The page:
From the outside, it’s also difficult to tell who’s running the Clippers. Lawrence Frank holds the highest front-office title, but West is influential. And then there’s Doc Rivers, who remains coach after getting stripped of his presidency last summer.

Jordan’s value probably plummeted as soon as that happened.

“D.J. means a lot to me,” Rivers said.

The Clippers now look like most organizations, where there’s an implicit tug-of-war between the coach trying to win now and the front office looking toward the future. Rivers’ years of team-building and exit from the Celtics show his aversion to rebuilding. That’s why Rivers was pleased Jordan stayed with L.A. past the trade deadline.

“He’s the anchor,” Rivers said, “and it’s nice to keep your anchor around.”

But for how long?

Centers vs. small ball

The Clippers trading Griffin was treated as them losing their only star. But Jordan has made three All-NBA teams, including a first team, since Griffin’s last All-Star selection.

The catch: Jordan’s All-NBA accolades came at center, essentially a protected class in All-NBA voting.

The league decreasingly values centers like the 6-foot-11, 265-pound Jordan. Teams are too good at exploiting traditional centers’ flaws – their lack of floor-spacing offensively, their slowness defensively. These bigs generally haven’t figured out how to exert their will in small-ball matchups, especially deep in the playoffs.

Jordan is a dinosaur, on the verge of extinction.

Of players averaging 32 minutes per game, just 8% are attempting fewer than one 3-point attempt per game. That mark has never been lower since the NBA added the 3-point arc:

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Only Jordan, Steven Adams, Andre Drummond, Ben Simmons and Taj Gibson are doing it this season.

This hardly renders Jordan worthless, but he must excel in other areas to compensate for his hindrance on floor-spacing. The resulted are mixed.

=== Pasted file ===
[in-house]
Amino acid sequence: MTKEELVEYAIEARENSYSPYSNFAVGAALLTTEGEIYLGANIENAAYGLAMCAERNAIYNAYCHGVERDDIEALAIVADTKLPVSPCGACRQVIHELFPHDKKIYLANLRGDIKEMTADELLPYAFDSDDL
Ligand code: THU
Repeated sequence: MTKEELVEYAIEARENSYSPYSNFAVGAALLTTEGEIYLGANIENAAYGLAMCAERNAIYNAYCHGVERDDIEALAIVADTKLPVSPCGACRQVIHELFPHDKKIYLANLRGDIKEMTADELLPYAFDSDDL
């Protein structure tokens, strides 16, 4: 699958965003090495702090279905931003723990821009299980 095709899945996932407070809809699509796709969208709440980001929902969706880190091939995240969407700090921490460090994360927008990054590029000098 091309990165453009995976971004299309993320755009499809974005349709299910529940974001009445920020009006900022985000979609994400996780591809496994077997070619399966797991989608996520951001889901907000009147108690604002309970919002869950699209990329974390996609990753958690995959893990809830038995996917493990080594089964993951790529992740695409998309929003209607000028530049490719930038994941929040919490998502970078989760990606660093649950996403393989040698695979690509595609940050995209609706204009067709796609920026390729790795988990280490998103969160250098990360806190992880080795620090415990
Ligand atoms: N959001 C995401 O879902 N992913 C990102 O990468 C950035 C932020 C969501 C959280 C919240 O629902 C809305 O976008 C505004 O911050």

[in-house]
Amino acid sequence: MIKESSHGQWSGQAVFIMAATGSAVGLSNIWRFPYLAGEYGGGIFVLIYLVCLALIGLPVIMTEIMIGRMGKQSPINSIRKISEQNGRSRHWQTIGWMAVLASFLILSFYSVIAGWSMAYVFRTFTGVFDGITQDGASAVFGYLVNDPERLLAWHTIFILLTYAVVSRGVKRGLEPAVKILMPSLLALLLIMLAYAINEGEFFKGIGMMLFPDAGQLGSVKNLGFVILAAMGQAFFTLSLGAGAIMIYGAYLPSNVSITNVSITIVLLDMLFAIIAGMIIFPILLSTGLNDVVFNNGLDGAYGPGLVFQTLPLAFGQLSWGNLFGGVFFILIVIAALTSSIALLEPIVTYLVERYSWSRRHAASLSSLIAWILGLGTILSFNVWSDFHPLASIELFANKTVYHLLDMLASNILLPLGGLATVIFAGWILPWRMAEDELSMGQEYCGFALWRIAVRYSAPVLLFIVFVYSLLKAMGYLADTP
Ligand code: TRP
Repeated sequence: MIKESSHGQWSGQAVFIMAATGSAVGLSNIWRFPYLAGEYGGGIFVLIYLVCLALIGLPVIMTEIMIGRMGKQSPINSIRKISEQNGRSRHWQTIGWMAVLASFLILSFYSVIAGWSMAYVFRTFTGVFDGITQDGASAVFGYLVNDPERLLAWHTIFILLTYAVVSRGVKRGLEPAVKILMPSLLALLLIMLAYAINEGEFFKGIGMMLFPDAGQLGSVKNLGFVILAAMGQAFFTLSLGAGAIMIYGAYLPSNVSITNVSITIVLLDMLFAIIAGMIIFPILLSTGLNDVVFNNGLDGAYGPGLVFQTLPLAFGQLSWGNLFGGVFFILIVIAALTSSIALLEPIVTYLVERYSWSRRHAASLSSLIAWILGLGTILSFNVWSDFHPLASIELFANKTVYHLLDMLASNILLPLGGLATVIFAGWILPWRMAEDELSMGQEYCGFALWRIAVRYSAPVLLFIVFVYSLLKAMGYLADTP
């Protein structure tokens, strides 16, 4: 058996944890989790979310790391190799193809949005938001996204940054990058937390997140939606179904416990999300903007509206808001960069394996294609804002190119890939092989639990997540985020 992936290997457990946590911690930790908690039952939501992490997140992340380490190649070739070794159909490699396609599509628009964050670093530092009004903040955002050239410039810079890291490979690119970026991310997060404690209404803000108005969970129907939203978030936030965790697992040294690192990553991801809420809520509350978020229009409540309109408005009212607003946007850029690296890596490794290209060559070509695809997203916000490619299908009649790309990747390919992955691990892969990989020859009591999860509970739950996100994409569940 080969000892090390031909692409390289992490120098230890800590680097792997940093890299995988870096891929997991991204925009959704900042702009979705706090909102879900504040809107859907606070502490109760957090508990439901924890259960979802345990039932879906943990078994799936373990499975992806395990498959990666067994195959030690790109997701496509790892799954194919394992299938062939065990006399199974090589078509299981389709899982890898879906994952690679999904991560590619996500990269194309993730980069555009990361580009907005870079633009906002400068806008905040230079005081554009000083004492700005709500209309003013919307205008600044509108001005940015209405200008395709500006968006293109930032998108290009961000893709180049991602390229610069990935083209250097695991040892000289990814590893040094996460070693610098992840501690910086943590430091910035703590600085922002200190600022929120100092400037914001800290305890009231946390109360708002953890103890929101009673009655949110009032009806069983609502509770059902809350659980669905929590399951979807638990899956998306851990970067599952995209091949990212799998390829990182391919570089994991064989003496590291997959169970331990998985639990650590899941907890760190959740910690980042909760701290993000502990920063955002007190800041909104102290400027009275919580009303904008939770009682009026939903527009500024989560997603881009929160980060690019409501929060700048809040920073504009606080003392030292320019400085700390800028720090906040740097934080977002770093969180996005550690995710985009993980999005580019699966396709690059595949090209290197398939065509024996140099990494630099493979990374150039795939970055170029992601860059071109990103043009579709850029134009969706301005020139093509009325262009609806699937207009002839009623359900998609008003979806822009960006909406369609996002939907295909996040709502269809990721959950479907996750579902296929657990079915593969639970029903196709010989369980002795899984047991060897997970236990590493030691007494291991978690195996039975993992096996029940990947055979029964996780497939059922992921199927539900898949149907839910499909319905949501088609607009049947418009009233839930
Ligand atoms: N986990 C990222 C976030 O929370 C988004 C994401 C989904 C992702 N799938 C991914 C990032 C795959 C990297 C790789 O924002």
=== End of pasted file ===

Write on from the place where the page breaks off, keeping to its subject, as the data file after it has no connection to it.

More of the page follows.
Jordan remains an elite rebounder. He has excellent size, strength, hops, coordination and timing.

But many of those same attributes also make Jordan such a strong finisher, and there’s slippage there. He’s shooting just 68% in the restricted area – good, but well down from the 74% and 75% he shot the last two years:

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Maybe that’s just a consequence of no longer playing with Chris Paul, who excelled at setting up Jordan for lobs. Or maybe Jordan has lost explosion due to aging.

Neither potential explanation bodes well for Jordan’s value.

More troublingly, Jordan look doesn’t look nearly as agile defending the perimeter. Jordan was fairly nimble for his size. But even moderate decline there could be disastrous in the modern NBA.

It’s not because Jordan is just hanging low to protect the rim, either. Jordan is also averaging less than one block per game – a disturbing and once-unthinkable stat for him.

Maybe he just need to be reinvigorated. It can be tough going from aiming for a championship to just trying to sneak into the playoffs. Jordan and Austin Rivers are the only players left from the Clippers team that peaked with a seven-game, second-round loss to the Rockets in 2015.

But this also at least resembles age-related decline.

Jordan has plummeted to 22nd among centers in real plus-minus this season – down from third, third, fourth and sixth the previous four years. There’s already a stigma around centers like him. Only the best of that player type thrive anymore.

The pendulum could swing back. Size is still helpful. It’s just that other skills matter more now. Teams always adjust.

Maybe another team believes it could maximize Jordan’s contributions. But can that team afford him?

2018 and 2019 free agents vs. salary-cap reality

Jordan was heavily (and infamously) recruited during 2015 free agency. He has since produced the best seasons of his career.

I wouldn’t be surprised if Jordan expects even stronger courting next summer, especially considering the salary cap skyrocketed in 2016.

But teams are still burdened by long-term contracts signed that year, and the cap is only trickling up now. Free agents face harsh conditions the next two summers. Only a handful of teams project to have max cap space.

That’s especially tough on Jordan, who’d otherwise be in line to sign his last huge contract.